Big, is the only way to describe Texas A&M receiver Mike Evan and his play on the field for the Aggies over his career. Evans is a former high school basketball star who first played football in his senior year of high school. He measures in at 6-foot-5 and 225 pounds which is gigantic for most receivers. The 20 year old redshirt sophomore elected to enter the 20 NFL Draft after an amazing two years at Texas A&M. After a redshirt year, Evan had 82 receptions for 1,105 yards and five touchdowns in 2012 while earning freshman All-SEC honors. His sophomore campaign saw him become a big playmakers and his QB Johnny Manziel's favorite target amassing 69 receptions for 1394 yards and 12 TDs. Evans had his best games against some of the best opponents in the SEC. He abused Alabama's secondary, catching seven passes for a then career high 279 yards and a touchdown. He also torched secondary, catching 11 catches for 287 yards and four touchdowns (both career highs).
Mike Evans biggest strength is his size. He towers over every cornerback and the Aggies took advantage of this often. When Manziel was in trouble he would look to his monstrous receiver. Evans has large hands and an impressive ability to locate and go after the football. His tape is filled with throws that Evans is heavily contested but he comes down with it. He excels at catching the back shoulder throws. He has impressive body control able to maneuver himself between the ball and the defender and able to adjust in air to land in bounds. He is a deceptive route runner. He does a nice job of fooling defenders with head fakes and quick shimmies of the hip. Evans seems to understand how to find holes in zone coverage. His size also helps him fight through press coverage. He also understands well how to get open when the play breaks down which was a huge asset with a QB like Johnny Manziel.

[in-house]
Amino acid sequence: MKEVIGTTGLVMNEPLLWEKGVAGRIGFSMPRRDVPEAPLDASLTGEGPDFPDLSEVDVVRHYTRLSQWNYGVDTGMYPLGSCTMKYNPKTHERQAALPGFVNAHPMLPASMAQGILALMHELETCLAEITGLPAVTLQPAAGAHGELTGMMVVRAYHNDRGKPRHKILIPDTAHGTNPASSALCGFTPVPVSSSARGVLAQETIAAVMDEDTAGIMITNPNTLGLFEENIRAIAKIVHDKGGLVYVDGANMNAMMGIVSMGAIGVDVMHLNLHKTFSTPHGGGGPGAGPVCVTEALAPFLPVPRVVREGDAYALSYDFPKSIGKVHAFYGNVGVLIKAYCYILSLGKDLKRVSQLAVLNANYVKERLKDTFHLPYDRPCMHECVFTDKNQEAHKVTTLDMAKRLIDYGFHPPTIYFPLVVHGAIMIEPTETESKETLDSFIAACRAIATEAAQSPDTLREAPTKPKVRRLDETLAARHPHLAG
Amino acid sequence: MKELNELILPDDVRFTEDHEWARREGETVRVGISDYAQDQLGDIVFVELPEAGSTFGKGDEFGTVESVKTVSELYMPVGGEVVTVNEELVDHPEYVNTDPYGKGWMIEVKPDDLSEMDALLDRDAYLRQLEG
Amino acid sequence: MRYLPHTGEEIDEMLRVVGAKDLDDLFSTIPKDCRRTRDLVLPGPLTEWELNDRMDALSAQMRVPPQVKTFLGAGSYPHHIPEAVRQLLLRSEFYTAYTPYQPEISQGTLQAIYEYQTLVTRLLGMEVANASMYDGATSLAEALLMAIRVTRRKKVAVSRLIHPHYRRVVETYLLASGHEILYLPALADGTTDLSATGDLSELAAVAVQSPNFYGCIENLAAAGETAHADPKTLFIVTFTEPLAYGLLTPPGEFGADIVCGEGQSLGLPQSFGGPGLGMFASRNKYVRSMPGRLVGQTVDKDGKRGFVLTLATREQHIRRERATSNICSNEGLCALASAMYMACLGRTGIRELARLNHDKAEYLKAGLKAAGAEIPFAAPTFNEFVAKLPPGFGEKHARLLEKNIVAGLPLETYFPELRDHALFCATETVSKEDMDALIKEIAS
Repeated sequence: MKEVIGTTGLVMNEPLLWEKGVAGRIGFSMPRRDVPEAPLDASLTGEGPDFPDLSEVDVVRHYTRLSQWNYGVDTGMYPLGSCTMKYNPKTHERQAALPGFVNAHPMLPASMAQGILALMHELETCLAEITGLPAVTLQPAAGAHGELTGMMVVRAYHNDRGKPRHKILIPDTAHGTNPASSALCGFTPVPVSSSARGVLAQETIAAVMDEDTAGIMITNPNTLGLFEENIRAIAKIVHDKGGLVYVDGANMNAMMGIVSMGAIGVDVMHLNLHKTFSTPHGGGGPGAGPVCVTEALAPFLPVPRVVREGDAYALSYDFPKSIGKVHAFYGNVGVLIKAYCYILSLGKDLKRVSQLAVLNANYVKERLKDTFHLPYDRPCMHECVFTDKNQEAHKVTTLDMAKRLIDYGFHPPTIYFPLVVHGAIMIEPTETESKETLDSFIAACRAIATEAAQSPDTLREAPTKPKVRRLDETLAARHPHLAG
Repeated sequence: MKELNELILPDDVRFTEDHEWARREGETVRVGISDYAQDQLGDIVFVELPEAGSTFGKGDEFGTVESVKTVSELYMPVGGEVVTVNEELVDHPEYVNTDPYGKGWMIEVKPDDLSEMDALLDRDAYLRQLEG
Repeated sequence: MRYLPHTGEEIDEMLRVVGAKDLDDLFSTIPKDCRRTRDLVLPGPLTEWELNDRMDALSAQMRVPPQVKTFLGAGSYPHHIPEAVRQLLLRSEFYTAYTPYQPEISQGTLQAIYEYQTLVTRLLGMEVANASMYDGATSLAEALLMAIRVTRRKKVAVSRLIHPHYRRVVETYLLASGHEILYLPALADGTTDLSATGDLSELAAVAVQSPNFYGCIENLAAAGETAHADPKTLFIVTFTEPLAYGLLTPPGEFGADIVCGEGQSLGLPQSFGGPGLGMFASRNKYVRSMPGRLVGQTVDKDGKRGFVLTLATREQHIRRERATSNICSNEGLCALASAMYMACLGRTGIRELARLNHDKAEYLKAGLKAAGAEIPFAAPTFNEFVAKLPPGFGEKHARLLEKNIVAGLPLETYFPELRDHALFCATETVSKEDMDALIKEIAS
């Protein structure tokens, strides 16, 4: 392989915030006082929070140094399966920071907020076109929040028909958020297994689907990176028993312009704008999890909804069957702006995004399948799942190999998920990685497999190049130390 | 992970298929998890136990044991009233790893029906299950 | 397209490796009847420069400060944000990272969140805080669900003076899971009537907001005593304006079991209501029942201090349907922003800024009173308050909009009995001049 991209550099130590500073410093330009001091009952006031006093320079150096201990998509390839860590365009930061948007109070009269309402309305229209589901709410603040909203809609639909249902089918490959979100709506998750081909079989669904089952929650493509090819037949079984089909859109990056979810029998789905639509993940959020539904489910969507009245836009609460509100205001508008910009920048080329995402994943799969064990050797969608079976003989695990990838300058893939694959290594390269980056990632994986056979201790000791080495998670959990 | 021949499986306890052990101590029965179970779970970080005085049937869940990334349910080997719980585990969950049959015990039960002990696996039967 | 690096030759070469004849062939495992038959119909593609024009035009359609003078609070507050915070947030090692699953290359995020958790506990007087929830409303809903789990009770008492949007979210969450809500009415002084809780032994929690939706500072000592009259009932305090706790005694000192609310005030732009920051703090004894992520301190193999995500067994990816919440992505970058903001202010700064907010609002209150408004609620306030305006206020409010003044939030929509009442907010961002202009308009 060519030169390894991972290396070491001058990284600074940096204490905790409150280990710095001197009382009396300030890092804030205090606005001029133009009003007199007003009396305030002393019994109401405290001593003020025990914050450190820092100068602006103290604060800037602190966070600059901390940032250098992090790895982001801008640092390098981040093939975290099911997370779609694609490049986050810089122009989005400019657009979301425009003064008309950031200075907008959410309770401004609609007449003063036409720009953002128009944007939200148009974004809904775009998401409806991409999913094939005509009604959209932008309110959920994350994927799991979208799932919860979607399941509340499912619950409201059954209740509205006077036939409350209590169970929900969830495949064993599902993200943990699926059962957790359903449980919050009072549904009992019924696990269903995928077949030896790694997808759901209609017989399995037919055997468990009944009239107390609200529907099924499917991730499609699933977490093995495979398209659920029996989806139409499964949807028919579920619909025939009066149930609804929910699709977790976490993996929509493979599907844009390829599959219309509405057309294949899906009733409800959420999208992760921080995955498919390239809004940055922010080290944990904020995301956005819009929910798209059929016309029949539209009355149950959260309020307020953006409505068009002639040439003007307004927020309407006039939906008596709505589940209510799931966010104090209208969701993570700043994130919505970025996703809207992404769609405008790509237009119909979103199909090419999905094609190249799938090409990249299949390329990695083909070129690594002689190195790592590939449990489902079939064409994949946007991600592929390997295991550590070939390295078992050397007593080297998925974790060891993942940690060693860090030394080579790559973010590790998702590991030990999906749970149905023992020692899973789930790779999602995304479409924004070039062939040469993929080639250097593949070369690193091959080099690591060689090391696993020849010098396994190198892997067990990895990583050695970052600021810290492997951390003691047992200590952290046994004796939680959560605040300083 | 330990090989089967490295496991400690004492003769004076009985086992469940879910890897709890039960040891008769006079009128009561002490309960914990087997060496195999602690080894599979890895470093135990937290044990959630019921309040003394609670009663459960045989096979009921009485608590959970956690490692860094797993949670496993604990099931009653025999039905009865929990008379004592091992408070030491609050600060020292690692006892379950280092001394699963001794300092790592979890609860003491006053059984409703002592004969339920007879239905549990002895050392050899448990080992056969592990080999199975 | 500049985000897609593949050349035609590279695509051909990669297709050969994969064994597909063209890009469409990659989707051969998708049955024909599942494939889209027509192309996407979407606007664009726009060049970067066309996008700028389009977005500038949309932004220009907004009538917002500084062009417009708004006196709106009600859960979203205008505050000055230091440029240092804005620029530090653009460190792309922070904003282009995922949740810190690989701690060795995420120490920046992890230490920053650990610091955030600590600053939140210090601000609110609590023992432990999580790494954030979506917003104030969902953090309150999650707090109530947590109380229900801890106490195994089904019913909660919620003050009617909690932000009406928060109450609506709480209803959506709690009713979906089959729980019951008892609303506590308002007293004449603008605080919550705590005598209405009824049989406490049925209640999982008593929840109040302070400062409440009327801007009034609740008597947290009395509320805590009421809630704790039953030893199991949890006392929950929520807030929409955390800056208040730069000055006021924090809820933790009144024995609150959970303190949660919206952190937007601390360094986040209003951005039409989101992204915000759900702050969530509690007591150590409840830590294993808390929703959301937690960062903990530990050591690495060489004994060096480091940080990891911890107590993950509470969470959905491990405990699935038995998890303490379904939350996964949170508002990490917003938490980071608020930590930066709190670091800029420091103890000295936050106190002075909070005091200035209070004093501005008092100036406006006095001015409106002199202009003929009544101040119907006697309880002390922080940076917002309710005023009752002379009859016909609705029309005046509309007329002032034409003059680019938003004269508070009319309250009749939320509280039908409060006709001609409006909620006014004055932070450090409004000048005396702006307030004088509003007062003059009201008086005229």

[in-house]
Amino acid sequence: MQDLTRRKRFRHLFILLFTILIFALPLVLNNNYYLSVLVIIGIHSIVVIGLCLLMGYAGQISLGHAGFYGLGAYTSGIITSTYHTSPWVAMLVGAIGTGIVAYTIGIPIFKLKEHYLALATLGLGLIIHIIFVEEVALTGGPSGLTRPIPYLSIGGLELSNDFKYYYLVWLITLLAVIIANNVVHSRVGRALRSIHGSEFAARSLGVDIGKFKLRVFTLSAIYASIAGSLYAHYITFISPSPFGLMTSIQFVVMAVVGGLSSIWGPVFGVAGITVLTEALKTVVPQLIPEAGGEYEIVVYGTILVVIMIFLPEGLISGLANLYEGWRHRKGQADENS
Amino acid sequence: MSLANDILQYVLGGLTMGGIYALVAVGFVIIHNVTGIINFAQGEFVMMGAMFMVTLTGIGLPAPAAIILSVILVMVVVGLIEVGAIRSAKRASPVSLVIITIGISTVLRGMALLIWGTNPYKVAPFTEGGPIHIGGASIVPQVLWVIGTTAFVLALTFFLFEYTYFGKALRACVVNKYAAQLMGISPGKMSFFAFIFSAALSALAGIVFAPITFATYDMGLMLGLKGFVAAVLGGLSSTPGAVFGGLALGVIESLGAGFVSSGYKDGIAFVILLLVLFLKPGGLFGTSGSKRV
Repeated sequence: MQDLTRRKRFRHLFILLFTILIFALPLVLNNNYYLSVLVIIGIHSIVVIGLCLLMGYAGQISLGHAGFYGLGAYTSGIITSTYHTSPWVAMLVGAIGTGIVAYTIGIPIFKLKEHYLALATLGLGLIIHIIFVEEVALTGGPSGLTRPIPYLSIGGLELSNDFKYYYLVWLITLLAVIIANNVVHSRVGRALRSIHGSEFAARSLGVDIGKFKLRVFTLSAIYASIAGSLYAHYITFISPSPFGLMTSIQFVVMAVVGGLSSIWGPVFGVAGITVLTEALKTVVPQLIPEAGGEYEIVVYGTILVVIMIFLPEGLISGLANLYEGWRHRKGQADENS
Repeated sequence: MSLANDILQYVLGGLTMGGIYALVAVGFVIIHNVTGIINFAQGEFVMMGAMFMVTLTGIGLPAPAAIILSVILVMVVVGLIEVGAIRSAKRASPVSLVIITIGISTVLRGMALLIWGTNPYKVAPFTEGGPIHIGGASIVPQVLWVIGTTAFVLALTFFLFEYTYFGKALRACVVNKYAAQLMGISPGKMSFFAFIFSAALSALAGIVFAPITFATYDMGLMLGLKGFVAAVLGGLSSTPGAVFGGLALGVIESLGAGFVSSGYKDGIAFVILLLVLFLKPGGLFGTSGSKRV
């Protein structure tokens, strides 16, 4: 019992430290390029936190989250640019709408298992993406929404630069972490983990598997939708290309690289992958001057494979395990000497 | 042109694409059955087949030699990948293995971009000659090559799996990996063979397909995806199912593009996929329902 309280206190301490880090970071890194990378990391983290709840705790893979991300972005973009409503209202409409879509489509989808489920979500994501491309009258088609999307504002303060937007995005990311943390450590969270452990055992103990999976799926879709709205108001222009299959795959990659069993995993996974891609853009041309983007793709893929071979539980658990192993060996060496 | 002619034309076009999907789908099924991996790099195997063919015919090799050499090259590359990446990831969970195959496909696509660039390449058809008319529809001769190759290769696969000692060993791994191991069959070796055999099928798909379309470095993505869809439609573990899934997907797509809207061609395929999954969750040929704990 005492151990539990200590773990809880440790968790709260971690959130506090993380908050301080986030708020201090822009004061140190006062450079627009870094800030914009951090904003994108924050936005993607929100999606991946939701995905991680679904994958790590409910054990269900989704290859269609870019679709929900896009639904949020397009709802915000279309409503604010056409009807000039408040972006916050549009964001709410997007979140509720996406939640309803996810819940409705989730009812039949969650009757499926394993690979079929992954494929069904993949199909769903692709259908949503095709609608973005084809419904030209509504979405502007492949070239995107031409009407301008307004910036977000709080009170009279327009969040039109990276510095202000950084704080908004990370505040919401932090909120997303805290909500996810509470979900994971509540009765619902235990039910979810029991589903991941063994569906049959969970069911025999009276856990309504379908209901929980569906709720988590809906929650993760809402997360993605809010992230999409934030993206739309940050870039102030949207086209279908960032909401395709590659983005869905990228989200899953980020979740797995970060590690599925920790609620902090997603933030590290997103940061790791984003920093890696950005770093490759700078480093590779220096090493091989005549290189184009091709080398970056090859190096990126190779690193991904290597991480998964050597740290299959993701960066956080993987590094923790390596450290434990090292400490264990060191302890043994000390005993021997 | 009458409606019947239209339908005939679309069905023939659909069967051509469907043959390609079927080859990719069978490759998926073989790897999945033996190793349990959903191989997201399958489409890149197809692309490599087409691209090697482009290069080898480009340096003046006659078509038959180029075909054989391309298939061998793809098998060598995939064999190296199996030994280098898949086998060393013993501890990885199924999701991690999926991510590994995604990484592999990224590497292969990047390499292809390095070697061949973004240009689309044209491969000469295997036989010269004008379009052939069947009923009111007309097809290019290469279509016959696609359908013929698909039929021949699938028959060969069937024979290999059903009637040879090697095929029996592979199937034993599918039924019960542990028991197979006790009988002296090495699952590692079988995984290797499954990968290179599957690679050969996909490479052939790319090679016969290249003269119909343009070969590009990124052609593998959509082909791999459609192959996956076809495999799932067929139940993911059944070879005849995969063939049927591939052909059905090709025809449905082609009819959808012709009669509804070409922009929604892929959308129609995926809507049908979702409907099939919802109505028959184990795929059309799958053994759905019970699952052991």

On this play Evans showcases his amazing ability to high point the football. After a scramble Manziel tosses the football up for grabs to the big wide receiver. Evans uses his basketball skills to "box out" the corner and goes up to get the football. He literally gets the ball at its highest point and the corner has no chance at getting the football. This is only one of many catches Evans had that highlight his exception ability jump ball skills.
Evans size also makes him incredibly hard to tackle for many of the smaller corners. Texas A&M routinely got the ball to him on quick throws where he could bully the smaller defensive backs, break a tackle and have room to run. He has good balance through contact and a nice stiff arm. Physicality is something he seems to enjoy. With a great ability to get yards after contact it isn't hard to see why he averaged a superb 20.2 yards per reception.
The advantage of Evans' size is seen here. On a quick route Evans gets the ball in his hands. He has little to no room to make a move. As the CB comes flying in Evans throws out a stiff arm and throws him down to the ground. Unfortunately Evans steps out of bounds trying to step out of the CB hold on his left foot. While there were a few more successful examples of Evans physical play, this play shows clearly the advantage Evans has in the physicality department over many corners.